- Associated Press - Saturday, October 15, 2016

ORANGEBURG, S.C. (AP) - Family and friends across Orangeburg are working together to clean the mess left after Hurricane Matthew pushed its way through the city.

“This was my first time being through something like this and having trees fall,” Amber Morgan said Monday. “All I could think and do was pray that it didn’t hit the house.”

Morgan’s Broughton Street home saw a total of five trees blown over by the storm.

The family’s front yard has three tall pine trees that were uprooted and knocked over, leaving large, crater-like holes. Two other trees are across their backyard.

They brought their three dogs into the home the night before and said it was incredibly lucky as their three dogs were tied to trees and would have been directly underneath as the other trees came down.

“We had God around us,” she said. “We had five chances for our house to get hit, that’s how I looked at it.”

Morgan said the first tree fell around 5:30 a.m. Saturday. It crashed into another tree, pushing it until it eventually gave way and knocked into another tree.

“The lights went out and then all you hear is the cracking and the trees were falling,” Morgan said.

“We had two of them fall and it hit the transformer,” she said, pointing to a broken power pole on their sidewalk.

Morgan said she saw the transformer blow up with blue and red lights, but thankfully there was no fire.

“DPU said we probably won’t have power for another two to three days because this was the worst that they’d seen so far in Orangeburg,” Morgan said.

Morgan’s husband, Chris Morgan, said his first thought upon seeing the trees was, “How are we going to move this stuff, what are we going to do?”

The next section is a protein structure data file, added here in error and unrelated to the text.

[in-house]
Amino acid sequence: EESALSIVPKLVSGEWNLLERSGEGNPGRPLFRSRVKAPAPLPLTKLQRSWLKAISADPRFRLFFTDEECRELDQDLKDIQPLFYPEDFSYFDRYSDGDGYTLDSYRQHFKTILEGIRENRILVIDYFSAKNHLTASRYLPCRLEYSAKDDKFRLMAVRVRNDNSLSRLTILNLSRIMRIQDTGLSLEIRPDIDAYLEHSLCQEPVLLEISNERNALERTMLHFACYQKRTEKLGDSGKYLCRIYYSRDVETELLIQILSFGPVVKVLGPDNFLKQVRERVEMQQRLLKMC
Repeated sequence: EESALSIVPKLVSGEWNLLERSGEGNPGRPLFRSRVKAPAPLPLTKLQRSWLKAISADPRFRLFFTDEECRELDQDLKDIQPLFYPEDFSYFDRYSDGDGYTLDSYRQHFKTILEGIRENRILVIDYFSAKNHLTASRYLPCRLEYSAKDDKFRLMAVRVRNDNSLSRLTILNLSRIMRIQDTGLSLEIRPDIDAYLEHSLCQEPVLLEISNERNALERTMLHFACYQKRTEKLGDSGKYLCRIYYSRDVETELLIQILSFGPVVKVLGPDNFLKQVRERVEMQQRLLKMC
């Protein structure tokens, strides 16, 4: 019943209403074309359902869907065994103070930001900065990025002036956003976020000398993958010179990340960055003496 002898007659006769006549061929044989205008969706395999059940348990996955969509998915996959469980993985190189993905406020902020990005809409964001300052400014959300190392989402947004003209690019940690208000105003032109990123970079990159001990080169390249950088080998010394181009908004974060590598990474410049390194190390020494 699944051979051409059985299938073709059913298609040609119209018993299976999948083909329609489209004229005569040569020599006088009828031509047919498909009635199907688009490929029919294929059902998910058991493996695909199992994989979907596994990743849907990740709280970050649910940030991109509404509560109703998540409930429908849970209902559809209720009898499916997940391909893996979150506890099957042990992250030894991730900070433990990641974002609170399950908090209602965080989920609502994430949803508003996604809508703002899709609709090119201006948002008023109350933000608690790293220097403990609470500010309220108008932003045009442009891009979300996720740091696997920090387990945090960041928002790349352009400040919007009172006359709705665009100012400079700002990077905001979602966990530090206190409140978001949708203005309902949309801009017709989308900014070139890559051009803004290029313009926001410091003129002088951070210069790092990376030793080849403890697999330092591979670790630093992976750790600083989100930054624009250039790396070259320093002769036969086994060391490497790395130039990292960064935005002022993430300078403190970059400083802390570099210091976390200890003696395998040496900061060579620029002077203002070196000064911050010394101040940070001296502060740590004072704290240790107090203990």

The family received help from longtime family friends Angie Strickland and Kameron Coleman.

“I wouldn’t know what to do if I didn’t have them,” Amber Morgan said.

Strickland, a resident of North, said Matthew’s impact there was a great deal less in comparison.

“In Orangeburg, it’s way worse than out that way,” she said. “The winds got up and everything, but it wasn’t nothing like here.”

Strickland is helping cut away at the tree trunks but expects the work to take the rest of the week.

“This one’s taken us all day so far,” she said.

“We still got three more to do,” Morgan added.

Coleman lives off of Highway 4 and also saw less damage.

“It’s minimum out there,” he said. “It’s not that many trees that actually fell.

“I just came out here and help my friends out, I know they needed it.”

Coleman said it’s a difficult task removing the trees from the yard but they don’t have a choice.

“We actually need some heavier equipment,” he said. “We don’t know how to move these without hurting ourselves but they still got to be moved.”

The family and friends have been working together to move the trees since Oct. 9 and said they’ve seen many people approach them offering to do the work but for a cost.

“We’ve had several people to stop by and want us to pay them to do it but I figure we can do it ourselves,” Amber Morgan said. “With the lights being out, we still have to have money for food.”

She added, “My light bill’s due next week, I still got to pay DPU and I don’t have lights.”

“They have lost all of their food,” Strickland said. “Everything’s gone.”

At the moment, the family gets their food from local restaurants.

One of the trees in the backyard fell into their driveway, blocking their ability to leave for supplies.

“We tried to cut our way out so we can keep getting in and out of the house and getting things that we need,” Morgan said.

The family has two daughters, 8-year-old Alyssa and 2-year-old McKayla.

Morgan said the two slept through the storm but she wasn’t able to.

“I didn’t sleep one ounce,” she said. “I hope we never have to go through this again.”

Morgan said the family is pushing through it a day at a time and, “We’re going to have faith and we’re going to get it done.”


Information from: The Times & Democrat, https://www.timesanddemocrat.com

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